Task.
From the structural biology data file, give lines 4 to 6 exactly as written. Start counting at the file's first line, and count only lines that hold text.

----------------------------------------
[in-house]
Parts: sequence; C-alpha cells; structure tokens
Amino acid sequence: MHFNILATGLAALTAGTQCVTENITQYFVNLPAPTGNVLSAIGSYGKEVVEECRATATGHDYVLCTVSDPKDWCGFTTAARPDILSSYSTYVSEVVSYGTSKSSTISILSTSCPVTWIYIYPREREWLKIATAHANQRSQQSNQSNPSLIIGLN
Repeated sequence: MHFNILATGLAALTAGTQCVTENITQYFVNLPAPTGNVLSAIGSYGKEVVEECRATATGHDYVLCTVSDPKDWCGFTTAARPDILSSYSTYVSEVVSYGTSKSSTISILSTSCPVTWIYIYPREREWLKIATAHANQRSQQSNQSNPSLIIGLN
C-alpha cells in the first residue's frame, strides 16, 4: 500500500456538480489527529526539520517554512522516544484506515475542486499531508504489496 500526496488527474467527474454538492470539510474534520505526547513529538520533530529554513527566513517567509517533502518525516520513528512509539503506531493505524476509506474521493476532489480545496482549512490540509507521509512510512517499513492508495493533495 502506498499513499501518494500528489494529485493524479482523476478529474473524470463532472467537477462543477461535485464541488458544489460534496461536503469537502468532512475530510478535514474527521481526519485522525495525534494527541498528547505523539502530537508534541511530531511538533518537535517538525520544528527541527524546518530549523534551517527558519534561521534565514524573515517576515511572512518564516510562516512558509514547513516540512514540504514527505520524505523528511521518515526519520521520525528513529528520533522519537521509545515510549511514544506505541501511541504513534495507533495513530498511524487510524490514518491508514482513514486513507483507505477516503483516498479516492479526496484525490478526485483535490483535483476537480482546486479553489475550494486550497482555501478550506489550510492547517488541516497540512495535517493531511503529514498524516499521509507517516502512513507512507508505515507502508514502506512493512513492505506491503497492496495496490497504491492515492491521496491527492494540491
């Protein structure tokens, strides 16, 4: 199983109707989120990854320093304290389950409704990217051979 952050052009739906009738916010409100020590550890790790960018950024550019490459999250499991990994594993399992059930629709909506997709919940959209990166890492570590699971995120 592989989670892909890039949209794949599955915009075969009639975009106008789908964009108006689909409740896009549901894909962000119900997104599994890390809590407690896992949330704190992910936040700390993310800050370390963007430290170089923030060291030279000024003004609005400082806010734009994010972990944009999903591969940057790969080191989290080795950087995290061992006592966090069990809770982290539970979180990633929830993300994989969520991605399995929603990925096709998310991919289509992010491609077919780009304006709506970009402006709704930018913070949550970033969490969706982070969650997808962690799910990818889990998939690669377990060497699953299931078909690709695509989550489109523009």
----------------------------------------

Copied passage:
Repeated sequence: MHFNILATGLAALTAGTQCVTENITQYFVNLPAPTGNVLSAIGSYGKEVVEECRATATGHDYVLCTVSDPKDWCGFTTAARPDILSSYSTYVSEVVSYGTSKSSTISILSTSCPVTWIYIYPREREWLKIATAHANQRSQQSNQSNPSLIIGLN
C-alpha cells in the first residue's frame, strides 16, 4: 500500500456538480489527529526539520517554512522516544484506515475542486499531508504489496 500526496488527474467527474454538492470539510474534520505526547513529538520533530529554513527566513517567509517533502518525516520513528512509539503506531493505524476509506474521493476532489480545496482549512490540509507521509512510512517499513492508495493533495 502506498499513499501518494500528489494529485493524479482523476478529474473524470463532472467537477462543477461535485464541488458544489460534496461536503469537502468532512475530510478535514474527521481526519485522525495525534494527541498528547505523539502530537508534541511530531511538533518537535517538525520544528527541527524546518530549523534551517527558519534561521534565514524573515517576515511572512518564516510562516512558509514547513516540512514540504514527505520524505523528511521518515526519520521520525528513529528520533522519537521509545515510549511514544506505541501511541504513534495507533495513530498511524487510524490514518491508514482513514486513507483507505477516503483516498479516492479526496484525490478526485483535490483535483476537480482546486479553489475550494486550497482555501478550506489550510492547517488541516497540512495535517493531511503529514498524516499521509507517516502512513507512507508505515507502508514502506512493512513492505506491503497492496495496490497504491492515492491521496491527492494540491
């Protein structure tokens, strides 16, 4: 199983109707989120990854320093304290389950409704990217051979 952050052009739906009738916010409100020590550890790790960018950024550019490459999250499991990994594993399992059930629709909506997709919940959209990166890492570590699971995120 592989989670892909890039949209794949599955915009075969009639975009106008789908964009108006689909409740896009549901894909962000119900997104599994890390809590407690896992949330704190992910936040700390993310800050370390963007430290170089923030060291030279000024003004609005400082806010734009994010972990944009999903591969940057790969080191989290080795950087995290061992006592966090069990809770982290539970979180990633929830993300994989969520991605399995929603990925096709998310991919289509992010491609077919780009304006709506970009402006709704930018913070949550970033969490969706982070969650997808962690799910990818889990998939690669377990060497699953299931078909690709695509989550489109523009």